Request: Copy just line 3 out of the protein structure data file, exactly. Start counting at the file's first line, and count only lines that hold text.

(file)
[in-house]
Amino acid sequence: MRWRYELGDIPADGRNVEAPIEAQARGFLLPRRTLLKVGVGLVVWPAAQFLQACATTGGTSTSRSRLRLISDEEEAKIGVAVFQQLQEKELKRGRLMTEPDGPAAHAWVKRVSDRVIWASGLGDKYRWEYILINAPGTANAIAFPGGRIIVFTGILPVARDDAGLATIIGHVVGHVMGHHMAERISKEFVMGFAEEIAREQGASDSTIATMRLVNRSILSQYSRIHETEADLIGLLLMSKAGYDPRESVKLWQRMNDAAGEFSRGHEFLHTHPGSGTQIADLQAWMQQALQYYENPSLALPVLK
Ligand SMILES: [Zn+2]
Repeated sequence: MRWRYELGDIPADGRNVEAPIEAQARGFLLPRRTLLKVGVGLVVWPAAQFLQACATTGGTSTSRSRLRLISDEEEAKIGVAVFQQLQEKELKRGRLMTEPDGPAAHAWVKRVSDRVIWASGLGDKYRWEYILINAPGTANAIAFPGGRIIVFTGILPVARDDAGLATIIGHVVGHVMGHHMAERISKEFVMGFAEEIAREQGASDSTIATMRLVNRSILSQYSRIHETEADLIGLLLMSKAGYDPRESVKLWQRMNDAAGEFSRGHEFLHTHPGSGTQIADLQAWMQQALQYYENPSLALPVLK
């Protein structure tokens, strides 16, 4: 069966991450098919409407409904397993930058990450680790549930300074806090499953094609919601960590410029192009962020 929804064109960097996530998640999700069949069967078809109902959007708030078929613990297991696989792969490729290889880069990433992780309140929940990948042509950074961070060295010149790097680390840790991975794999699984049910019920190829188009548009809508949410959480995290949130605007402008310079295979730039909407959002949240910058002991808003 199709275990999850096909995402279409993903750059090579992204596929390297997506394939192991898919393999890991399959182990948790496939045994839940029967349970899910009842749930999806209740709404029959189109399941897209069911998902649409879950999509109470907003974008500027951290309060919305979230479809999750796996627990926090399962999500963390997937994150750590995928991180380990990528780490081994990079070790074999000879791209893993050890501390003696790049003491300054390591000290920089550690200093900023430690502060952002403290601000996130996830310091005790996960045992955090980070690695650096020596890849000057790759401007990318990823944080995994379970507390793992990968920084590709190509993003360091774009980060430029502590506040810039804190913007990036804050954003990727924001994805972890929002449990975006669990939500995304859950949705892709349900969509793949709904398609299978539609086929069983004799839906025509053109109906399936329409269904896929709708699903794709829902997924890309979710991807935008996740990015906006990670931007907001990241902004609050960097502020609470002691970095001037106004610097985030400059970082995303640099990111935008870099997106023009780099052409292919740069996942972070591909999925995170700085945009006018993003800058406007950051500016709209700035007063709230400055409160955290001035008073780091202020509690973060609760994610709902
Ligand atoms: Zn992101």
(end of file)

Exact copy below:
Ligand SMILES: [Zn+2]